Fall Armyworm Egg Mass

A fall armyworm moth caterpillar emerges from an egg mass. The masses have popped up around Iowa and Iowa State Extension recommends removing the egg masses by wiping or scraping before hatching can occur.

OSKALOOSA — Property owners in Mahaska County may notice a new type of uninvited visitor hanging around railings, bird feeders or even on the side of vehicles: eggs of the invasive fall armyworm moth.

Thousands of the insect were blown into the region by storm fronts from the southeastern United States in what entomologists are calling an unprecedented event. Egg masses have been reported in Iowa on trees, house siding, playground equipment, golf carts and more.

“Fall armyworm egg masses are tan-to-buff in color, of various shapes, and appearing fuzzy or furry,” Iowa State Professor of Entomology Donald Lewis said. If looked at closely, the mass will reveal 100-500 shiny, round eggs. Each female moth can lay 1500-2000 eggs in her lifetime.

Lewis expects that the caterpillars may begin emerging “any day now,” as the egg stage can be as short as two to three days in summer.

Once hatched, the fall armyworm will be a tiny green caterpillar with a black head. They darken with age and older worms may be green, brown or black with stripes. A fully-grown fall armyworm caterpillar will be 1.5 to 2 inches long.

Though harmless to humans, high numbers of the caterpillar feeding in one area can destroy lawns if ignored.

“All of my entomology colleagues in the eastern united states are saying this is unprecedented. They have never seen this much damage from fall army worms in the past,” Lewis said. “This is new to us too. We’ve documented fall armyworms in Iowa, but the widespread existence of egg masses is new to us”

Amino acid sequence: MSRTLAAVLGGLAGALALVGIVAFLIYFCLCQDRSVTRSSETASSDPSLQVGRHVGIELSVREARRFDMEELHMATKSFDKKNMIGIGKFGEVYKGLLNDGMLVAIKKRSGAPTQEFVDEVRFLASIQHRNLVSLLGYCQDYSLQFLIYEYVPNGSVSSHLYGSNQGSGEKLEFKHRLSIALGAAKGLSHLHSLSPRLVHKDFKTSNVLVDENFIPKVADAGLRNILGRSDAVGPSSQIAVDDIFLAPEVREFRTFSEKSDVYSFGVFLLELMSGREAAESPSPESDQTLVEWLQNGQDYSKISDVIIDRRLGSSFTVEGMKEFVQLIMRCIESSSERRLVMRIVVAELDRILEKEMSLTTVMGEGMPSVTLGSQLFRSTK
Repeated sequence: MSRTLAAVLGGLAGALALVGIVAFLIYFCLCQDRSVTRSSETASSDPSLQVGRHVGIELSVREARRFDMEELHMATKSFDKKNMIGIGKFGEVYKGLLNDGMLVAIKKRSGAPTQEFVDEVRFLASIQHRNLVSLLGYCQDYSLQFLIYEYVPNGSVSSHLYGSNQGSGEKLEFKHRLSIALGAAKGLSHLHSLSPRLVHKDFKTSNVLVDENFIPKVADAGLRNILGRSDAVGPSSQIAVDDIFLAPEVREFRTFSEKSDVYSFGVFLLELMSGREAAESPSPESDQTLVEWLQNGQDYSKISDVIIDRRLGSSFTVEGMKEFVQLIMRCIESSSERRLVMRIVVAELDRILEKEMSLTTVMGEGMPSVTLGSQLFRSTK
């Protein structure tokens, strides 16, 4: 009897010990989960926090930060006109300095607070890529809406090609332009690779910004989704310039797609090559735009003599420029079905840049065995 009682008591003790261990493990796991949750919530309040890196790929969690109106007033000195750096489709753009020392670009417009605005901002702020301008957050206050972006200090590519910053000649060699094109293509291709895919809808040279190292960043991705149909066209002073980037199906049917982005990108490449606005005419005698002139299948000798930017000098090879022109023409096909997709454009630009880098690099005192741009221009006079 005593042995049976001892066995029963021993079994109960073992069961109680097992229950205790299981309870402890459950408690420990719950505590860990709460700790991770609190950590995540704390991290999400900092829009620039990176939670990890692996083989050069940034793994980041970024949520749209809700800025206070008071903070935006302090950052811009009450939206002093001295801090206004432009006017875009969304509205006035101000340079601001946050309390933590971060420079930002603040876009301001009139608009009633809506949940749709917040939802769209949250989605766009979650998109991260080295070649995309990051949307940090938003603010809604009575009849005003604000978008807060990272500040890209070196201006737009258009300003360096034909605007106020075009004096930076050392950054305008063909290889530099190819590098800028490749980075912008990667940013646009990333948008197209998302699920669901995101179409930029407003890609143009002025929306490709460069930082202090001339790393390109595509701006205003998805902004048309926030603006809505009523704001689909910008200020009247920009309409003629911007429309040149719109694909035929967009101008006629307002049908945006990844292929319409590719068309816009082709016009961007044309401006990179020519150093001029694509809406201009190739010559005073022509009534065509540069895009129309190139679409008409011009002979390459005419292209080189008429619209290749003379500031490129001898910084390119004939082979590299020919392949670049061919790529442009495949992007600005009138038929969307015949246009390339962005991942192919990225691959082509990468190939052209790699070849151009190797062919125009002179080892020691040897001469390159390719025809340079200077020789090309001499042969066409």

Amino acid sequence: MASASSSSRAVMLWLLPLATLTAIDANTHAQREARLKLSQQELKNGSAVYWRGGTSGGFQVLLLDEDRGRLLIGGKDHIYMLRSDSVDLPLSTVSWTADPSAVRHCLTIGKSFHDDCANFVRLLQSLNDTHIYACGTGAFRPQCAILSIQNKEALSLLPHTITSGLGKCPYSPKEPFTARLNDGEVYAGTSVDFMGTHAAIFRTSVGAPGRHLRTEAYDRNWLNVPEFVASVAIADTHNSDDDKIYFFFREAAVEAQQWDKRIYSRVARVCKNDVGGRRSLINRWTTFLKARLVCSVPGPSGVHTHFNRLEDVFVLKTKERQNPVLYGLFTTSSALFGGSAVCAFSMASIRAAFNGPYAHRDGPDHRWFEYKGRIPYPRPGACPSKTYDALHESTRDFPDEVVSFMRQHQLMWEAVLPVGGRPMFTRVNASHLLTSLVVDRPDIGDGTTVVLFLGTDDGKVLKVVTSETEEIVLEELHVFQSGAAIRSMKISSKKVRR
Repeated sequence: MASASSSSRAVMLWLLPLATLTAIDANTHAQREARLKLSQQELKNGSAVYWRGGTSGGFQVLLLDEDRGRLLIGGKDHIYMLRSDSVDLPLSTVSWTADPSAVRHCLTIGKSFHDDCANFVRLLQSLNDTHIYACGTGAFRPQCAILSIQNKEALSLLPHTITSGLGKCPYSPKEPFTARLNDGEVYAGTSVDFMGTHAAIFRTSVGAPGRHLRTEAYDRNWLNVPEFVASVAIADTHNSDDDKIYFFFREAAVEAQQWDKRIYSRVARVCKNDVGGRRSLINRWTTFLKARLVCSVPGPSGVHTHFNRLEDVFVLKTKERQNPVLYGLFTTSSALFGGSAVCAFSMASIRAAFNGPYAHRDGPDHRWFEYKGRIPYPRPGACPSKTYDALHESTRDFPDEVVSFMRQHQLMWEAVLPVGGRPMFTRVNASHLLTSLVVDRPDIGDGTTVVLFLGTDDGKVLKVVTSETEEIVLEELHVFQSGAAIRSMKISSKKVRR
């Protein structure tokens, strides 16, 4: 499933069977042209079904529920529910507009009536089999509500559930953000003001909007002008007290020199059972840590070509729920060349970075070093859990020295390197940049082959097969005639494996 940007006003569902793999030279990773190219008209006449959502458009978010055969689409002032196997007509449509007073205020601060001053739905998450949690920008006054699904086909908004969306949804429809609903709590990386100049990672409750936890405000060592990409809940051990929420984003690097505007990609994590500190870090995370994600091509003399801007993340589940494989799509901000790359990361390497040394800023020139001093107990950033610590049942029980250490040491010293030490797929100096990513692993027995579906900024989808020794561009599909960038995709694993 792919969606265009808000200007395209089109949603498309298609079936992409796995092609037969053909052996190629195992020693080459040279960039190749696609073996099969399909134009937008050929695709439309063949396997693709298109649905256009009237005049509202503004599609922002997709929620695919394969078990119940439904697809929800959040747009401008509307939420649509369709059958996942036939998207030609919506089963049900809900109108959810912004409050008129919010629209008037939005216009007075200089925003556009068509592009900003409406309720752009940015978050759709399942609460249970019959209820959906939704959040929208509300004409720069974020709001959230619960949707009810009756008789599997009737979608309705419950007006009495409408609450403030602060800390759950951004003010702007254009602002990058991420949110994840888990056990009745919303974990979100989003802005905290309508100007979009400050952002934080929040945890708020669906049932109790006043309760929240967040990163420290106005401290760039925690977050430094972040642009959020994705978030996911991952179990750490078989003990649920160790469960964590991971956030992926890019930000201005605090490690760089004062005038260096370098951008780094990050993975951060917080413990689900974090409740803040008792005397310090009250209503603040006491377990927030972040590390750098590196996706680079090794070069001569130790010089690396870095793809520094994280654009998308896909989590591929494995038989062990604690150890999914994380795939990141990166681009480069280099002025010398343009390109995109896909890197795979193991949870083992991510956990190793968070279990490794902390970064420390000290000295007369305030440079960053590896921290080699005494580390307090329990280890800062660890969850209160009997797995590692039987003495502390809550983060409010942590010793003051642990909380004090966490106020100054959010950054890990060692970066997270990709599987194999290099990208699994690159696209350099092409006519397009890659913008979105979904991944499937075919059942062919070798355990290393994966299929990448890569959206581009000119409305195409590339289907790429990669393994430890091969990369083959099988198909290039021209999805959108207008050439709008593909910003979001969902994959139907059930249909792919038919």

If someone notices a patch of eggs, they should remove it by scraping or washing them off of the surface.

“Wiping them off eliminates any threat that the caterpillars will develop and feed on your lawn,” Lewis said. He emphasized that insecticides will not work to control the species, as they are immune to most common insecticides found in Iowa.

“Treating the egg masses with an insecticide is not advised, it will not work,” Lewis said. “Spraying your entire lawn at this point is too much insecticide too early. Wait. Watch. Spray only when and where the armyworm caterpillars appear. Try to hold back on unnecessary spray application.”

The caterpillars are known to consume over 80 plant species, but turf and pasture grasses, corn and wheat face the biggest threat.

Right now, it is too early to tell what effect the species will have in the state, but Lewis expects that Iowa will miss out on the extreme damage suffered in states such as Ohio and Indiana where drought also played a role in the death of many crops and grasses.

Brought in with the late August storms, the fall armyworm outbreak extended northward and westward with heavy populations and severe damage to turfgrass from Oklahoma to Georgia and Indiana to Maryland.

“Pretty much the eastern half of the united states was inundated to the point that fields were destroyed and lawns were completely ruined,” Lewis said.

Shannon Rabotski can be reached at srabotski@oskyherald.com.

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